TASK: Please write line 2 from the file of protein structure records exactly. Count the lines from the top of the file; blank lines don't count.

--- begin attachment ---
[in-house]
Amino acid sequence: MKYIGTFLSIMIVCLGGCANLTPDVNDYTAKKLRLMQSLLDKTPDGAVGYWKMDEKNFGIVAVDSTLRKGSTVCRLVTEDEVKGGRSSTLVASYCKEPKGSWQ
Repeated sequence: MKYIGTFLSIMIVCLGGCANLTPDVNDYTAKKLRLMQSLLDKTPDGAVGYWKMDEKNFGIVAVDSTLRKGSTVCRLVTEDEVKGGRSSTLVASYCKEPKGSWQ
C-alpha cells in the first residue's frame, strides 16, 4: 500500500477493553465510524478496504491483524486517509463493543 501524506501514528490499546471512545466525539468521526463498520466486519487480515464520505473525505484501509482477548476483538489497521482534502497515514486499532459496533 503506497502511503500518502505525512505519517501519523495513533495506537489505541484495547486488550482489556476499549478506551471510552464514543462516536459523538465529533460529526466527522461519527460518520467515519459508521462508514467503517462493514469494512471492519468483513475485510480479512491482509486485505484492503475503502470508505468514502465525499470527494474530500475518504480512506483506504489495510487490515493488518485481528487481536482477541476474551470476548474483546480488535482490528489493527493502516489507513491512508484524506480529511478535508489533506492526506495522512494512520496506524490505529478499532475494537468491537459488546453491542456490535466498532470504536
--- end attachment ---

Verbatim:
Amino acid sequence: MKYIGTFLSIMIVCLGGCANLTPDVNDYTAKKLRLMQSLLDKTPDGAVGYWKMDEKNFGIVAVDSTLRKGSTVCRLVTEDEVKGGRSSTLVASYCKEPKGSWQ